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Cape Town - The ANC in the City of Cape Town says it will approach the Western Cape High Court for an urgent court interdict if the proposed new logo is approved by the council on Wednesday.
“It is a tremendous waste of money while the city has huge service delivery needs. There has never been public participation on this, and this is a fundamental flaw in the process,” said ANC chief whip Xolani Sotashe.
He said the ANC would also call for a forensic investigation of how the tender for the branding agency was awarded.
Mayor Patricia de Lille on Monday revealed the new logo and pay-off line “Making progress possible. Together” at a press briefing organised in response to the publication of a version of the logo in the Cape Argus last week that differed only slightly in terms of colour.
The decision to replace the logo was based on the need to express the city’s shift from “passive service delivery to shared responsibility for mutual success,” she said.
A “revolutionary change in visual expression” was needed to communicate this shift “effectively and with impact”.
De Lille said the city had to move away from the current logo and “City that works for you” tagline because it implied a passive government-citizen relationship.
“We want to shape a future of dynamic collaboration where, through partnership and shared responsibility, we work for mutual success.”
De Lille said the leaking of the logo to the media had “done a great disservice to the people of Cape Town and to a robust and professional process”.
It had also undermined the council’s legal and other processes.
The logo would have been revealed at on Wednesday’s council meeting, when councillors would be asked to support the recommendation to implement the new design.
De Lille allayed concerns that the process of implementing a new corporate identity would not be at the expense of service delivery: “No new budget has been allocated to the development or implementation phase.”
She said R313 270 had been spent on the design of the “proposed new corporate identity, a new visual language and brand architecture development”.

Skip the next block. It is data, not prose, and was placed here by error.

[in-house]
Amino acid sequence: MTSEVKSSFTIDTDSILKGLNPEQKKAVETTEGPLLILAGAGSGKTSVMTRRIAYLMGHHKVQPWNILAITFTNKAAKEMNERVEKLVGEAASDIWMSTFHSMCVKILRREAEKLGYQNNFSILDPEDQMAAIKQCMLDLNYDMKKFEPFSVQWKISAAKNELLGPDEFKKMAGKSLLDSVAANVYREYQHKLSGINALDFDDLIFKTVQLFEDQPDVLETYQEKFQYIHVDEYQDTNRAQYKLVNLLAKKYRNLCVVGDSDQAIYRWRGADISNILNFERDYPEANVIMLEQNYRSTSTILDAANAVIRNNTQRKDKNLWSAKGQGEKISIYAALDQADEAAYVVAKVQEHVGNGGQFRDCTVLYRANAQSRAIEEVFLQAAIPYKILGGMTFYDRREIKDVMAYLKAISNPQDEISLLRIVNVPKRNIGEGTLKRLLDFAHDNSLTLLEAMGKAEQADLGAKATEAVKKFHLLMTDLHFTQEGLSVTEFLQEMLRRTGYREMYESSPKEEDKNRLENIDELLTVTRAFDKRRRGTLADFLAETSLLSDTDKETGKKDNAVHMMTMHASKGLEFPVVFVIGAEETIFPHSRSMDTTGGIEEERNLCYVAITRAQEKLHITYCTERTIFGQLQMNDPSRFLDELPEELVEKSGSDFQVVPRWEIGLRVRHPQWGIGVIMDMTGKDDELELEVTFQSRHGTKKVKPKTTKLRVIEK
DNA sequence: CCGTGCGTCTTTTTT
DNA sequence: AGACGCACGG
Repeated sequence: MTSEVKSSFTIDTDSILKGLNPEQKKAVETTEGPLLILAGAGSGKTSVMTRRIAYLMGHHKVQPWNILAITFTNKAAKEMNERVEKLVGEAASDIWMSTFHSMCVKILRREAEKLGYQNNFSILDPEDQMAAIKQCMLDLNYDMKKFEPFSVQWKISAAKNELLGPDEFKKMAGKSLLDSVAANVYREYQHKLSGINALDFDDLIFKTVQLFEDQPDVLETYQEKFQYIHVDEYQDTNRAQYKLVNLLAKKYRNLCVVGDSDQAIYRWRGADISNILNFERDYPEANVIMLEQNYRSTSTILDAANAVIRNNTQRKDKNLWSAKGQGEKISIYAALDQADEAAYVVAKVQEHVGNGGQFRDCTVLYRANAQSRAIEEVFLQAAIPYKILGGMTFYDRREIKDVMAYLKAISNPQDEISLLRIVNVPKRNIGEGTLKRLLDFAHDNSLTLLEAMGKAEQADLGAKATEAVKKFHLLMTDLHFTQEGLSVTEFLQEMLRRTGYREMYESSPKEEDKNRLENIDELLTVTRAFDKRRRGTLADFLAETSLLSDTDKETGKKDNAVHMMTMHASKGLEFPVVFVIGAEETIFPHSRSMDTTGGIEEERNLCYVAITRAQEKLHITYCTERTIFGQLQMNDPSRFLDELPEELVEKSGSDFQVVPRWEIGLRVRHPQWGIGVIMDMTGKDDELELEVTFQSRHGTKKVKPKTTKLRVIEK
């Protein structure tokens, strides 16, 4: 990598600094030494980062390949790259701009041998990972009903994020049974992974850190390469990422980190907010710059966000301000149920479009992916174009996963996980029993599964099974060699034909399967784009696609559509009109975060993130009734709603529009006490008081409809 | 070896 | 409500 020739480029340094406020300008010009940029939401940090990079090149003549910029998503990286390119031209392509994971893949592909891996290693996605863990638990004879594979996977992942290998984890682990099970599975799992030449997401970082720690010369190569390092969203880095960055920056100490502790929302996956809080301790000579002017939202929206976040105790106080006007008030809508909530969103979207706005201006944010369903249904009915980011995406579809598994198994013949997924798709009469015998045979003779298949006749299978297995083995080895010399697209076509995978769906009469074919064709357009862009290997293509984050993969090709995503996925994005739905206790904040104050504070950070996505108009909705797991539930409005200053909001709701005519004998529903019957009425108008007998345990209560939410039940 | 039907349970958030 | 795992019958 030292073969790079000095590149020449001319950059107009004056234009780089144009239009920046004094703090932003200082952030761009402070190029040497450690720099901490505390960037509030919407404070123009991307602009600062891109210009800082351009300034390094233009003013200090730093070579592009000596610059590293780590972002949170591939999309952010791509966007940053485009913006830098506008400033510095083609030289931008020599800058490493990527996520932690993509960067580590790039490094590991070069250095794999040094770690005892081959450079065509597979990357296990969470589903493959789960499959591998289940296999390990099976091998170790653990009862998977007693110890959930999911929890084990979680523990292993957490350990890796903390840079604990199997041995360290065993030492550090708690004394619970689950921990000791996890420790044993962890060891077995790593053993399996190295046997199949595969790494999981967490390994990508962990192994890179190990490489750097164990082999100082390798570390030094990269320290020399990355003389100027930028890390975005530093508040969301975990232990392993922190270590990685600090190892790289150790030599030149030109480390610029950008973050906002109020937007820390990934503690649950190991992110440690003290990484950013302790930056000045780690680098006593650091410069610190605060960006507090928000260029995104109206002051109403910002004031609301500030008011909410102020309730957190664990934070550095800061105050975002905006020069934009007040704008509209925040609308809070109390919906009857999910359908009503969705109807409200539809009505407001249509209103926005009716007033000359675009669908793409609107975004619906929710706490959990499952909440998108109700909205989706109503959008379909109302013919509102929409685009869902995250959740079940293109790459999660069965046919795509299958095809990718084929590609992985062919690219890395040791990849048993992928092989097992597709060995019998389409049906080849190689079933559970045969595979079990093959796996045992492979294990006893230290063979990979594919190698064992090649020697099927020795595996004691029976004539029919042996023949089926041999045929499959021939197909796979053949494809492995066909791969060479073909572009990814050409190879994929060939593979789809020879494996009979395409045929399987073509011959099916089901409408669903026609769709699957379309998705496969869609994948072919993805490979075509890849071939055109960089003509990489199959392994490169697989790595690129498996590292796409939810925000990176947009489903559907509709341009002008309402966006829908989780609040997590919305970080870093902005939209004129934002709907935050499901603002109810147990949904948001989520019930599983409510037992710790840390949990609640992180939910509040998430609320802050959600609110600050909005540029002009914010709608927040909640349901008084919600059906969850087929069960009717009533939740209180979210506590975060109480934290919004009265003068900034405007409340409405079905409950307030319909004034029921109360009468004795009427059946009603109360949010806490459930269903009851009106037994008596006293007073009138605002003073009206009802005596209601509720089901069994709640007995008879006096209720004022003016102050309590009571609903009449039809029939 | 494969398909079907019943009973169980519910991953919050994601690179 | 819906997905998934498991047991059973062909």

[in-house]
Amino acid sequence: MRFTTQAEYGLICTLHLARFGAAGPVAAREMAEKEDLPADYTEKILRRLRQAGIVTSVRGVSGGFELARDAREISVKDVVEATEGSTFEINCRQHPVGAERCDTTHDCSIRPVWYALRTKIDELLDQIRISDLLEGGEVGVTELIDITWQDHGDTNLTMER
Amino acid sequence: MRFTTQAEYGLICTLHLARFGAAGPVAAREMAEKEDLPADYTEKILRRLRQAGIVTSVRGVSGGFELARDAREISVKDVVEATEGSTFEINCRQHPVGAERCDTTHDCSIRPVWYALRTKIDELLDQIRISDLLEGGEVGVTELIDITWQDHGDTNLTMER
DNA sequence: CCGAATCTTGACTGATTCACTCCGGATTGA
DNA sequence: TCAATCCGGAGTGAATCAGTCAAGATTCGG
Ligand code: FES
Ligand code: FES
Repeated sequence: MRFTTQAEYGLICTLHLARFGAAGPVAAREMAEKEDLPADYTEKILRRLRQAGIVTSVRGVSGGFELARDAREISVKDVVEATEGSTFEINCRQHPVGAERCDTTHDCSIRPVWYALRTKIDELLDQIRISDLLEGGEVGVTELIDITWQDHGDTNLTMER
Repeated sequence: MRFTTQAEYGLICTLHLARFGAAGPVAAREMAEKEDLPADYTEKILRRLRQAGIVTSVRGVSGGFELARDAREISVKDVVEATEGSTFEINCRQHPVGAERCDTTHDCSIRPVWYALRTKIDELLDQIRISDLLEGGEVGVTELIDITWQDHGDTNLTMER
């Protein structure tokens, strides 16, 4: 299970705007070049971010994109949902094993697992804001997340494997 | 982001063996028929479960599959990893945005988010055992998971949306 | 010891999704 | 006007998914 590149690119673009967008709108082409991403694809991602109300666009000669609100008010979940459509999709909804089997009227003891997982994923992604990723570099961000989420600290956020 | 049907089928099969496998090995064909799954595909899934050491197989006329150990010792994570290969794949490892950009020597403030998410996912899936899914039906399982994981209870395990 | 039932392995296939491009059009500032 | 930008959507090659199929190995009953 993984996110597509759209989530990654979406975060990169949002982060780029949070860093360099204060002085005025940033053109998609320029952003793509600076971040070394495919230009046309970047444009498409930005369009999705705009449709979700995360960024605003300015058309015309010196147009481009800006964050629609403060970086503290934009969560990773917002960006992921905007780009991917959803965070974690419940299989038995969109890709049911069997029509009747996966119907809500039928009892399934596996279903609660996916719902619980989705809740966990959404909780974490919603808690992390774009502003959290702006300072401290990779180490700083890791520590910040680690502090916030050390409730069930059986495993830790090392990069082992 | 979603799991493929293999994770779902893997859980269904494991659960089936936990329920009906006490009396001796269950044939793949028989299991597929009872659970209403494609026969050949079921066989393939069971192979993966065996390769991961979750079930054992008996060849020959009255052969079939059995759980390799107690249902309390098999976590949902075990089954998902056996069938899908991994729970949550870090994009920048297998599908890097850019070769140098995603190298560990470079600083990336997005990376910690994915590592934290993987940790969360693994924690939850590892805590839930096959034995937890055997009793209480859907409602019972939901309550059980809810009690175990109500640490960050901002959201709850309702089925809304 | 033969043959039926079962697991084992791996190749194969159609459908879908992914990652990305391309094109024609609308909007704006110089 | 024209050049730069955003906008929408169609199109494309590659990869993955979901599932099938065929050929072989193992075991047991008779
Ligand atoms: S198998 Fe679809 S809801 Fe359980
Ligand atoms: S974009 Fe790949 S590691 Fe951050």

Paul Boughey, De Lille’s chief of staff, confirmed that a joint venture of King James Advertising Cape Town and Yellowwood Future Architects had been appointed to do the work, after an open tender process.
According to the city’s website, a tender for “provision of professional services: branding agency” was awarded in December, and the estimated value was R8 million.
The report that will be considered by the council on Wednesday notes that an allocation of about R7m has been made by the department of integrated strategic communication and branding.
“The implementation of the new corporate identity will be phased in over a number of years. Line departments will replace existing collateral as and when needed. Further funding will be allocated from the communication budgets of line departments to assist with the implementation of the new corporate identity.”
De Lille said that apart from “selected high-impact items”, all other branding would be phased in on a “needs basis”. But Sotashe said the changing of the logos on everything from letterheads to uniforms would have huge cost implications.
In response to questions about the lack of public consultation in the choice of the logo, De Lille said people had an opportunity to comment when the city developed its integrated development plan (IDP). The values of the IDP formed the basis of the new corporate identity.
“It didn’t just fall out of the air, it was based on the content of the IDP.”
All available citizen research, including the customer satisfaction survey, had also been used.
But tempers flared when Freedom Front Plus councillor Andre Fourie, who attended on Monday’s media briefing, wanted to know why councillors would be asked to approve a new corporate identity that had not been part of an open process.
De Lille said the matter would be discussed in the council, and accused Fourie of “showing off” in front of the press.
Meanwhile, the African Christian Democratic Party said after the briefing that the mayor’s plan to unveil the logo only during the council meeting showed “contempt for opposition parties”.
ANC councillor Bheki Hadebe said later during a press conference that as the IDP was only in place for five years, would the city have to consider a new logo again in 2017 when the plan was up for review?
Sotashe said: “They must show us where communities were asked if the city needed a new logo.”
He said there was widespread unhappiness among officials, and even within the DA caucus, about the proposed logo.
“It shows that if you vote DA, you will get a logo instead of houses,” he said.